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The Pitt News

The University of Pittsburgh's Daily Student Newspaper

The Pitt News

The University of Pittsburgh's Daily Student Newspaper

The Pitt News

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Pitt track and field athlete inducted into Delaware Sports Museum & Hall of Fame
Pitt track and field athlete inducted into Delaware Sports Museum & Hall of Fame
By Grace McNally, Staff Writer • June 13, 2024
Opinion | Long-distance friendships are possible
By Livia LaMarca, Assistant Opinions Editor • June 6, 2024

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Pitt track and field athlete inducted into Delaware Sports Museum & Hall of Fame
Pitt track and field athlete inducted into Delaware Sports Museum & Hall of Fame
By Grace McNally, Staff Writer • June 13, 2024
Opinion | Long-distance friendships are possible
By Livia LaMarca, Assistant Opinions Editor • June 6, 2024

‘The Fall of the House of Usher’ is as satisfying as it is brutal

%E2%80%9CThe+Fall+of+the+House+of+Usher%E2%80%9D+poster.
IMDb screenshot
“The Fall of the House of Usher” poster.

Mike Flanagan just dropped his goriest, most terrifying television show to date, and it’s the perfect show to binge in the spirit of all things spooky. 

Flanagan’s “The Fall of the House of Usher” is a satisfyingly uncomfortable and entertaining look at the cost of power, and the fitting natural conclusion to the showrunner’s lucrative and iconic partnership with Netflix. 

The show, based on multiple Edgar Allen Poe stories, follows the powerful Usher family as they die off, one by one, in a two-week span — but don’t worry, this isn’t a spoiler. The opening scene is a collage of newspaper clippings that document each Usher child’s death, setting the audience up for the truth of the story — it’s not about whether they died, but why they died. 

From the first minute, “Usher” never slows down. The audience witnesses the deaths of six adult Usher children, and the middle six out of eight episodes look at each child under a microscope. Without fail, every episode culminates with a brutal, increasingly gruesome demise.

Flanagan balances three separate timelines in “Usher” with deft skill, which is no surprise given the similar setup of his two best Netflix series “The Haunting of Hill House” and “The Haunting of Bly Manor.” Each of the three shows has a distant-past storyline, a near-past storyline and a present timeline. It’s a testament to Flanagan’s talent that I didn’t favor a single timeline over another while watching “Usher,” because each one had me entirely captivated. 

What begins as a seemingly run-of-the-mill eerie story turns into an in-depth look at greed and family expectations. If “The Haunting of Hill House” is a show about a family that the audience roots for despite their flaws, “Usher” is the opposite. 

The Usher family exists on a spectrum that ranges from “I just wouldn’t want to be friends with them” to “they are going straight to the fiery pits of Hell.” Only one character, patriarch Rodrick’s granddaughter Lenore, is undeniably good. It makes for a delicious slice of television that had me cheering at some moments as I watched the Ushers meet their fate. 

The ensemble Flanagan gathered to play the various Usher family members anchors the story throughout the different episodes and plotlines. In particular, Willa Fitzgerald is entrancing as young Madeline Usher, the cold-blooded and cunning matriarch of the family, in the distant-past timeline.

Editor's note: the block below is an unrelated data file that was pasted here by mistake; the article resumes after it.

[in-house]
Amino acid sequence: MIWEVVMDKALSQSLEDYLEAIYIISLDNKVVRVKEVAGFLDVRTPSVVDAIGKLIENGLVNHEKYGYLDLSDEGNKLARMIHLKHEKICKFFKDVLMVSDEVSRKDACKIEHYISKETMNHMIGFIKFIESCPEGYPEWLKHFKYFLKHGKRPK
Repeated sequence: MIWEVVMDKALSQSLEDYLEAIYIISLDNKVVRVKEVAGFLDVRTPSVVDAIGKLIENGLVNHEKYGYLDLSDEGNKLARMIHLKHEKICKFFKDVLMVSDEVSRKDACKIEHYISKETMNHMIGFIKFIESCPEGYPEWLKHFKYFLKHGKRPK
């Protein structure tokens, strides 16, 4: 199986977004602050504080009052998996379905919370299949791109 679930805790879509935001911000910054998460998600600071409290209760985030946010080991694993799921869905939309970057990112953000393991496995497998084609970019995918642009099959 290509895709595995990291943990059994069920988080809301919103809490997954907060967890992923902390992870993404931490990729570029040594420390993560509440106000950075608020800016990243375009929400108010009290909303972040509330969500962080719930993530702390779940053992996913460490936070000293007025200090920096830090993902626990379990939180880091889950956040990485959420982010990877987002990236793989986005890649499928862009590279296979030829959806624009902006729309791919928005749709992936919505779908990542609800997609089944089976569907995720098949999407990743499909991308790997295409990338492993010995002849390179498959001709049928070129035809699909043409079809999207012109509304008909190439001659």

Carla Gugino, one of the few non-Ushers to star in the show, is spectacular (as always) as the mysterious Verna — but I’ll leave it at that, because the series is best when watching it with absolutely no knowledge of what’s to come. 

Every actor chosen to portray one of the six siblings feels perfectly and uncannily suited to the role, from Samantha Sloyan as the neurotic oldest sister Tamerlane to T’Nia Miller as the ambitious Victorine. The best episode of the show is undoubtedly episode eight, “The Raven,” but out of the sibling-centric episodes, “The Tell-Tale Heart” is the stunner. 

“The Tell-Tale Heart” follows Victorine, a heart surgeon whose descent into madness culminates with the most terrifying two minutes of media I’ve ever consumed. Every second is filled with dread and unadulterated fear, and I won’t be getting the final reveal out of my head any time soon. 

Though it’s in the show’s nature to portray the faux-perfect, glossy lives of some of the richest people in the world, sometimes the cinematography feels a bit too fake — just too impersonal to fully immerse the audience. As much as we’re supposed to loathe this family, we’re also supposed to fully buy into the idea that they could walk off the screen and be real people in the real world. 

For the majority of the story, there isn’t one obvious emotional core that the audience can root for. The heart of the show comes too late — in the sense that, as it becomes clear who the viewers should root for, their tragic fate begins to unwind. It’s a devastating and unexpectedly genuine blow for a show that emphasizes the moral deprivation of its main characters. 

Though it’s neither his best nor saddest work — both of those titles go firmly to “Hill House” — “The Fall of the House of Usher” is another notch in Mike Flanagan’s belt of wonderfully entertaining and distressing shows that feels specifically made to be watched and rewatched every Halloween season.

About the Contributor
Ryleigh Lord, News Editor
Ryleigh Lord is the head news editor at The Pitt News. She is a junior history and English writing major with an Irish minor. She also contributes to the culture desk, mostly to talk about the shows and movies she loves. In her free time, she's usually cheering on Arsenal WFC despite their best efforts to break her spirit. You can contact her at [email protected]